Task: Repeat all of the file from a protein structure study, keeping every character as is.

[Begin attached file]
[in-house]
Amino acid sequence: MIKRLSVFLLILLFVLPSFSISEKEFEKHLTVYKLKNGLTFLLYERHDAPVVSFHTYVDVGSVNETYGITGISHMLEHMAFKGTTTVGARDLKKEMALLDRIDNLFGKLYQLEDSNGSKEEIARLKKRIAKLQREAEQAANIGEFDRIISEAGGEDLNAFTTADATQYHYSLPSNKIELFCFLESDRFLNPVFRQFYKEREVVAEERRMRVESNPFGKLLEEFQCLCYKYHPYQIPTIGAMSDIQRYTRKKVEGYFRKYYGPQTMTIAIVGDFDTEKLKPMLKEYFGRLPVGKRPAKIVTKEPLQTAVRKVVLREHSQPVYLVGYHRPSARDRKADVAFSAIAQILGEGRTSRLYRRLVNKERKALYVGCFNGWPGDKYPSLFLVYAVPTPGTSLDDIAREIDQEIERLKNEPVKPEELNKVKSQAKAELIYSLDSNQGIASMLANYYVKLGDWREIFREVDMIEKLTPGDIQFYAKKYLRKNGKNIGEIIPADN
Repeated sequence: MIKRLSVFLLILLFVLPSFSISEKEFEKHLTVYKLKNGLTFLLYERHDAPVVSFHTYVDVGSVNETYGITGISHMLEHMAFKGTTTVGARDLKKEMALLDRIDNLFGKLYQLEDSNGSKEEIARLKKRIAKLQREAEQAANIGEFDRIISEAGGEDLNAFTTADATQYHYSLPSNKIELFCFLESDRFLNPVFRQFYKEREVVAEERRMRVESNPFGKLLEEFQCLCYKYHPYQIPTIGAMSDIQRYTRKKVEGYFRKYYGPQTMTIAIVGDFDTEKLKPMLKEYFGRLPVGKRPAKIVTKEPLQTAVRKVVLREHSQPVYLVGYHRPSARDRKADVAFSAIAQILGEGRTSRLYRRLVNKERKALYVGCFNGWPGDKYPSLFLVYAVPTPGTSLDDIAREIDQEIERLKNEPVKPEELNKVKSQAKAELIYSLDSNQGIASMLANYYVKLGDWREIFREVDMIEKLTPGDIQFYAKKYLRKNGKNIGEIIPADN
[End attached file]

[in-house]
Amino acid sequence: MIKRLSVFLLILLFVLPSFSISEKEFEKHLTVYKLKNGLTFLLYERHDAPVVSFHTYVDVGSVNETYGITGISHMLEHMAFKGTTTVGARDLKKEMALLDRIDNLFGKLYQLEDSNGSKEEIARLKKRIAKLQREAEQAANIGEFDRIISEAGGEDLNAFTTADATQYHYSLPSNKIELFCFLESDRFLNPVFRQFYKEREVVAEERRMRVESNPFGKLLEEFQCLCYKYHPYQIPTIGAMSDIQRYTRKKVEGYFRKYYGPQTMTIAIVGDFDTEKLKPMLKEYFGRLPVGKRPAKIVTKEPLQTAVRKVVLREHSQPVYLVGYHRPSARDRKADVAFSAIAQILGEGRTSRLYRRLVNKERKALYVGCFNGWPGDKYPSLFLVYAVPTPGTSLDDIAREIDQEIERLKNEPVKPEELNKVKSQAKAELIYSLDSNQGIASMLANYYVKLGDWREIFREVDMIEKLTPGDIQFYAKKYLRKNGKNIGEIIPADN
Repeated sequence: MIKRLSVFLLILLFVLPSFSISEKEFEKHLTVYKLKNGLTFLLYERHDAPVVSFHTYVDVGSVNETYGITGISHMLEHMAFKGTTTVGARDLKKEMALLDRIDNLFGKLYQLEDSNGSKEEIARLKKRIAKLQREAEQAANIGEFDRIISEAGGEDLNAFTTADATQYHYSLPSNKIELFCFLESDRFLNPVFRQFYKEREVVAEERRMRVESNPFGKLLEEFQCLCYKYHPYQIPTIGAMSDIQRYTRKKVEGYFRKYYGPQTMTIAIVGDFDTEKLKPMLKEYFGRLPVGKRPAKIVTKEPLQTAVRKVVLREHSQPVYLVGYHRPSARDRKADVAFSAIAQILGEGRTSRLYRRLVNKERKALYVGCFNGWPGDKYPSLFLVYAVPTPGTSLDDIAREIDQEIERLKNEPVKPEELNKVKSQAKAELIYSLDSNQGIASMLANYYVKLGDWREIFREVDMIEKLTPGDIQFYAKKYLRKNGKNIGEIIPADN